Damian Williams Is the First Black U.S. Attorney to Lead the Southern District of New York in Its 232-Year History
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By Terrell Jermaine Starr, The Root
Williams will oversee several high-profile cases, including an investigation of former NYC Mayor Rudy Giuliani and Jeffrey Epstein friend, Ghislaine Maxwell.
Damien Williams was confirmed by the U.S. Senate this week to be the next United States attorney for the Southern District of New York, the first Black person to lead the office in its 232-year history. The position makes him the most powerful federal law enforcement official in Manhattan at the age of 41 years old, according to the New York Times.
Here is a little background on Williams’ time at Yale Law School, per the Times:
Mr. Williams also took a keen interest in voting and civil rights, said Heather Gerken, a professor who is now Yale Law School’s dean. She said he turned in one paper on the 15th Amendment, which bars discrimination in voting on account of race, that was so insightful it caused her to revise her class notes and rethink how she taught the topic.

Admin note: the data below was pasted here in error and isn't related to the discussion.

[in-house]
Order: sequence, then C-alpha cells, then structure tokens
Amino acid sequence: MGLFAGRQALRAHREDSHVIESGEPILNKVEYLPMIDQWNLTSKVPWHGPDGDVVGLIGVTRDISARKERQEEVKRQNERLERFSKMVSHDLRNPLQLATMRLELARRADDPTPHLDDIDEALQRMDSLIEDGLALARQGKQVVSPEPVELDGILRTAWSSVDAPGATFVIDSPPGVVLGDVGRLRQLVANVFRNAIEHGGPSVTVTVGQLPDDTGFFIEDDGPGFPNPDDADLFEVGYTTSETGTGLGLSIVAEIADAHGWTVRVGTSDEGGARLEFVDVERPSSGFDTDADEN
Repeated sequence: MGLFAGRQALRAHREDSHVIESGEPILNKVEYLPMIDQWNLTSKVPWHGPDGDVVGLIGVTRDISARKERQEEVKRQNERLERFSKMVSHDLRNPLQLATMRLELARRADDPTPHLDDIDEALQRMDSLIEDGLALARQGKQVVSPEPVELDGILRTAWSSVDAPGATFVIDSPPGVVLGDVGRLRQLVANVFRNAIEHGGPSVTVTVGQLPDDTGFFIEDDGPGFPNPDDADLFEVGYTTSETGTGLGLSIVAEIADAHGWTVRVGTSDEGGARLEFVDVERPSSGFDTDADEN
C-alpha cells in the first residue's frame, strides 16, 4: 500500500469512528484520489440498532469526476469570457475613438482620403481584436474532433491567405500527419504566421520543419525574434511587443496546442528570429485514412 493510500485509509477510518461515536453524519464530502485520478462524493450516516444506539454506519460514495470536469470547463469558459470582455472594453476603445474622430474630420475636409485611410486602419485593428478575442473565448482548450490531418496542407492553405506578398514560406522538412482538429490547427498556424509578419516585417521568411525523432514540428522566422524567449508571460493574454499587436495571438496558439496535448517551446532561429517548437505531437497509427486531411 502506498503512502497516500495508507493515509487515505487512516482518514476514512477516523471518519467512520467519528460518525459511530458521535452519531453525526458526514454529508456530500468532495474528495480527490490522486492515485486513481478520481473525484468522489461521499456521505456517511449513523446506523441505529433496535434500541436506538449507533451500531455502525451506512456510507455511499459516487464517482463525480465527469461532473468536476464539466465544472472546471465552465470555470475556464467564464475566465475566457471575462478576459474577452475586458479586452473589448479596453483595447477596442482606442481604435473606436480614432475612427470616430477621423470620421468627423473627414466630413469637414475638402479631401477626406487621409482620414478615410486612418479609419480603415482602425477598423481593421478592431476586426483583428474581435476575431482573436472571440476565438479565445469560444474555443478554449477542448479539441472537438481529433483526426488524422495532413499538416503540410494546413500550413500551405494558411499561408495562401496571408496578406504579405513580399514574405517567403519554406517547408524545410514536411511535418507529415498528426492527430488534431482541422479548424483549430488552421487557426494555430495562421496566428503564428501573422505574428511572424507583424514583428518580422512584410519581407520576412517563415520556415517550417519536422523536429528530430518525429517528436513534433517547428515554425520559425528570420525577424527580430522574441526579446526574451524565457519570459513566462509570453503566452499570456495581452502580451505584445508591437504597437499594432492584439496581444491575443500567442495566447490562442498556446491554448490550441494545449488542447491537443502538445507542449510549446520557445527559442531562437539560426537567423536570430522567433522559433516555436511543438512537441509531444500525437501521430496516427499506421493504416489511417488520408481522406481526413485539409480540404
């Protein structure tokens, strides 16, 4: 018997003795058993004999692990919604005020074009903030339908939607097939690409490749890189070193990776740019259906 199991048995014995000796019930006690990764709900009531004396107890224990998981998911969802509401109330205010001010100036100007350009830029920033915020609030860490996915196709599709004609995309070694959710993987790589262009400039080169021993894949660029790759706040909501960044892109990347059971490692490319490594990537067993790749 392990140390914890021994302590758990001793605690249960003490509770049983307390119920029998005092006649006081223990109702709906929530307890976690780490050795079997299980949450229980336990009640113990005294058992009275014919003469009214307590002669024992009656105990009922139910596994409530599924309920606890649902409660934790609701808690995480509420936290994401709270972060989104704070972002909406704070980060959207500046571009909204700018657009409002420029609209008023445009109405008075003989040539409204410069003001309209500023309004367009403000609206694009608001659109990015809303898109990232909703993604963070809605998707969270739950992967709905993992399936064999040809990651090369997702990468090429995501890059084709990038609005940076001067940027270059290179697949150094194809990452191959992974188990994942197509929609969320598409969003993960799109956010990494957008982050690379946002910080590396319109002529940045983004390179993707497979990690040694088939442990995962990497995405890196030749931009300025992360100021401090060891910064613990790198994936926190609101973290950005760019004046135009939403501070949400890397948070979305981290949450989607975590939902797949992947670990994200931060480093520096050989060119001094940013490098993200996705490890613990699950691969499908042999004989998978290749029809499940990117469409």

He also published a meticulously researched and reasoned paper in the influential Yale Law Journal. It examined the devastating impact of Hurricane Katrina in displacing Black voters in New Orleans, and it offered an ingenious proposal for how the Justice Department could use a provision of the Voting Rights Act of 1965 to protect them from disenfranchisement.
Williams joined the Southern District office in February 2012, after some time in private practice to become a prosecutor. From there, he trajectory advanced very quickly to his current position.
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